Since that storm, “we’ve had a pretty long stretch of dry conditions with temperatures not at the level that they need for using their snow making equipment,” said Mark Deutschendorf, a meteorologist with the weather service’s Reno station, speaking generally about Sierra resorts.

No snow or rain is anticipated for at least the next week, and temperatures are well above average for late November, Deutschendorf said, calling it “more of the same.” The holding pattern is expected to last until early December.

Rainfall in parts of Northern California are way above average for this time of year, but the state is still gripped by an extensive drought that even a strong winter likely can’t erase.

A major factor driving warm, dry conditions in Southern California is the emergence of La Niña conditions for a second year in a row.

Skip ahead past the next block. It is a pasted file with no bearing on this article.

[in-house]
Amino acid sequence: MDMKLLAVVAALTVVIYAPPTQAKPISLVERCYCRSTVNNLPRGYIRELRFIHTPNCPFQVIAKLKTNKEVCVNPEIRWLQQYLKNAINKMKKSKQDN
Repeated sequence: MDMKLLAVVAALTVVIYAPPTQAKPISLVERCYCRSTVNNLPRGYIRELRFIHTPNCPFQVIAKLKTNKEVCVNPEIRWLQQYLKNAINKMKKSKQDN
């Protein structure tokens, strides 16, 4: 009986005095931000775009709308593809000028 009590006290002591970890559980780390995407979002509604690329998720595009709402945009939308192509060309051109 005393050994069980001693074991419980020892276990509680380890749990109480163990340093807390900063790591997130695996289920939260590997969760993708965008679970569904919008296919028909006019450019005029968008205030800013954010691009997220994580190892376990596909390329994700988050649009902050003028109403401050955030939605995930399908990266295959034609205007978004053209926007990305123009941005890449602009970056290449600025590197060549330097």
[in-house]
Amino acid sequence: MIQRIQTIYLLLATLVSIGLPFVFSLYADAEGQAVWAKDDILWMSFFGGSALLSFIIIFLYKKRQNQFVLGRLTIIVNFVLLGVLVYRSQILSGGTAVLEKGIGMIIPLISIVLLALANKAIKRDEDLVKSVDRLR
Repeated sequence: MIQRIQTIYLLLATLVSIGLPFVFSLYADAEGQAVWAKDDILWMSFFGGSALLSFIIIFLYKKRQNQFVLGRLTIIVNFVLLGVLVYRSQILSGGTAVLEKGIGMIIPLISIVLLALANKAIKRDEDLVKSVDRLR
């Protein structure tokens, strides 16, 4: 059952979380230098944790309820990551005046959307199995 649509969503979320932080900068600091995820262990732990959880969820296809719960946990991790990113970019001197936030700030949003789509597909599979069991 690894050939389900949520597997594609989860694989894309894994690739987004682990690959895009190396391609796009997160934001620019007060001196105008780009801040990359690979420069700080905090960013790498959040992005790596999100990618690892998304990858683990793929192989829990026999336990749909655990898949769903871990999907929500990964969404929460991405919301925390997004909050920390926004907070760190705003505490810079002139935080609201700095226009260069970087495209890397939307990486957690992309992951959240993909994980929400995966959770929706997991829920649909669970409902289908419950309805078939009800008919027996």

The phenomenon is associated with warmer, drier winters in the Southwest, and colder, wetter conditions in the Pacific Northwest. Northern California, smack in the middle, is more of a toss-up.

Amid the La Niña encore, Southern California this winter is expected to see below-normal precipitation and above-normal temperatures, according to a 2021 Winter Outlook released by the National Oceanic and Atmospheric Administration, which spans December through February.

South of the Bay Area — throughout Central and Southern California — “prospects for any drought improvement are slim,” said Brad Pugh, a meteorologist with NOAA, late last month.

The Associated Press contributed to this report.